Why Focus on More than Making Money in Business?

By Jeff Klein

The short answer: It’s just good business!

Over the course of the next several months through blog posts, various presentations and a 6-week telecourse entitled It’s Just Good Business, I will elaborate on the short answer and, ideally, build a convincing case for the power of Conscious Capitalism and the practice of Working for Good – doing good business by focusing on more than making money.

Here I will begin to define key themes and outline the context for this exploration.


The first step – to define business. Business is a form of human social organization: people getting together for a purpose; to do something together; to deliver value to themselves and others. Business is an outlet for creative expression, a structure and process for turning ideas into products and services; and a vehicle for creating wealth – financial, material, intellectual, technological, social, even spiritual wealth – for individuals and society.

In the most simple sense, “good business” = making money by delivering products and services that people want, that create value for others.

Evolving Context: The Age of Interdependence

The catch is, creating value for others is becoming more complex. Functionality and reliability were once sufficient to satisfy customers. A paycheck and benefits were once sufficient to satisfy employees. Creating jobs and paying taxes were once sufficient for satisfying communities. Generating high ROI was once sufficient for investors.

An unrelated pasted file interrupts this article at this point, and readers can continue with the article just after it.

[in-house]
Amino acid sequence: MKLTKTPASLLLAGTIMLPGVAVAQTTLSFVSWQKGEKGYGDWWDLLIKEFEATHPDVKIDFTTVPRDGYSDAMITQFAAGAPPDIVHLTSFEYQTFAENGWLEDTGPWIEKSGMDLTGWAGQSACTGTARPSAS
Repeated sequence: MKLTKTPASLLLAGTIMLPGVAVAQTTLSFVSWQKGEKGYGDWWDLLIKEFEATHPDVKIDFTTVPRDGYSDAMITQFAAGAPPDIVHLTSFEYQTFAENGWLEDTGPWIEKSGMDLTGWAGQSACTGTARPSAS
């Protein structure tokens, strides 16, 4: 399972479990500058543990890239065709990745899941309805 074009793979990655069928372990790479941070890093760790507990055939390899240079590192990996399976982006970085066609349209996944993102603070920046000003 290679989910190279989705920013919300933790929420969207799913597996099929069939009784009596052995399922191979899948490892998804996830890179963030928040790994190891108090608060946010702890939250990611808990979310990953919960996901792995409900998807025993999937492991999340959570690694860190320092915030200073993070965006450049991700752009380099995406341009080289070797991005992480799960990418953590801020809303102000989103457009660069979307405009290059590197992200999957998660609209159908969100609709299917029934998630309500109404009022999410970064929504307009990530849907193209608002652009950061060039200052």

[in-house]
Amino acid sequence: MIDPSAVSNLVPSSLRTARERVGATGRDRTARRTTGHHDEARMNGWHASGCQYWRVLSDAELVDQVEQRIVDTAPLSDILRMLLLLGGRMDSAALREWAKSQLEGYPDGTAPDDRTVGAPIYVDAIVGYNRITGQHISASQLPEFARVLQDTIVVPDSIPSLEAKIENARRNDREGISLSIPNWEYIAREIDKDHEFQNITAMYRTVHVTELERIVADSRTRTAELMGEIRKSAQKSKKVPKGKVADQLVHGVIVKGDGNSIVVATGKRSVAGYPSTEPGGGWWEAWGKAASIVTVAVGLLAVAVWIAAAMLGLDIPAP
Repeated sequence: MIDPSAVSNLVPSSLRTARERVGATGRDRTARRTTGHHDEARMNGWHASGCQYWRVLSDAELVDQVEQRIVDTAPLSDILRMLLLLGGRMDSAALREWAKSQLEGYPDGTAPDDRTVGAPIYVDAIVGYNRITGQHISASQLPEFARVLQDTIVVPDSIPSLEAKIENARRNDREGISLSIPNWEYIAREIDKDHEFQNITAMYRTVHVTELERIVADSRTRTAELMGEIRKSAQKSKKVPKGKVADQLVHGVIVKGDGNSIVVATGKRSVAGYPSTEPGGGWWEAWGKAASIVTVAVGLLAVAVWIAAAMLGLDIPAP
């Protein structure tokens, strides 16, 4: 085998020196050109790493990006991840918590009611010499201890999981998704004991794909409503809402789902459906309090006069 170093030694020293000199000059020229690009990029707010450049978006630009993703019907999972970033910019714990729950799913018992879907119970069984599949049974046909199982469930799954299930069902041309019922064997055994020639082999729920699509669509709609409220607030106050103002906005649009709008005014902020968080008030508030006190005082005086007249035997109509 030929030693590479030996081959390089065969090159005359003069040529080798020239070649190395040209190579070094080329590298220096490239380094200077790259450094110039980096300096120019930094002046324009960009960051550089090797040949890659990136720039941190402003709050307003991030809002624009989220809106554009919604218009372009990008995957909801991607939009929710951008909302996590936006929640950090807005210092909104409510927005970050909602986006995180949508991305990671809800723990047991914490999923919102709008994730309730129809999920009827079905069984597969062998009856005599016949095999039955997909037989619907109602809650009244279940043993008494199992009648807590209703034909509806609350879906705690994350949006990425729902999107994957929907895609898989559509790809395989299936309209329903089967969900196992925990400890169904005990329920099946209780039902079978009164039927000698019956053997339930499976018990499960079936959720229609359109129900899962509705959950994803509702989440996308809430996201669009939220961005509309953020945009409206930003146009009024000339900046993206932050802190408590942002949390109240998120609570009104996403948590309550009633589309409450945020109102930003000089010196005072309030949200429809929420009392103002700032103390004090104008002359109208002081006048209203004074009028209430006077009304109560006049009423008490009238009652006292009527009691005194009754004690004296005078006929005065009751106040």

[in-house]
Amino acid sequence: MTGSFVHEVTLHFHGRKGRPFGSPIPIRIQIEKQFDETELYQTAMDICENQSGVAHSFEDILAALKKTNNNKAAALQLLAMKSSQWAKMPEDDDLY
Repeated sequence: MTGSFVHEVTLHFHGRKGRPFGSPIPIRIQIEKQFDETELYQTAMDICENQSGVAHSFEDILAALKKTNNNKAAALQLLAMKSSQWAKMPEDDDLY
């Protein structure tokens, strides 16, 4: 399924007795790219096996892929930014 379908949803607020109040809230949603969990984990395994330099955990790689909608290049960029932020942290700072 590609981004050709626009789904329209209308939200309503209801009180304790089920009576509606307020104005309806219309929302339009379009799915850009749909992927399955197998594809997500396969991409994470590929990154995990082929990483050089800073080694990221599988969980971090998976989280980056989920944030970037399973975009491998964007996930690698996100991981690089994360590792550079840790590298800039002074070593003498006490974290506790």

As our technologies, our social-economic systems, our scientific understandings, and our daily lives become more complex, so too do our perspectives, our wants and needs, as individuals, communities and societies.

The idea of interdependence is becoming broadly and deeply recognized as an essential principle of nature and life, and we feel its effects in our daily lives. A financial crisis in one part of the world or one sector of the economy creates ripples throughout the global economy. Natural disasters release toxic wastes that threaten ecosystems and communities in distant lands. Social unrest in one country or continent spills into neighboring countries and distant continents. Technological advances in a laboratory or garage anywhere transform the way billions of people live their lives.

This recognition of interdependence and its effects evokes strong responses from individuals and communities (both geographical communities and communities of shared perspective and interest). Key stakeholders in the ecosystem of business – customer/citizens and employees in particular – increasingly demand that business (in general and the specific businesses with which they engage) recognize this interdependence, consider the effects of their products, services and processes on people and the environment, both now and in the future.

86% of global consumers believe that business needs to place at least equal weight on society’s interests as on business’ interests. Social purpose continues to rank as the number one deciding factor for global consumers above design, innovation and brand loyalty.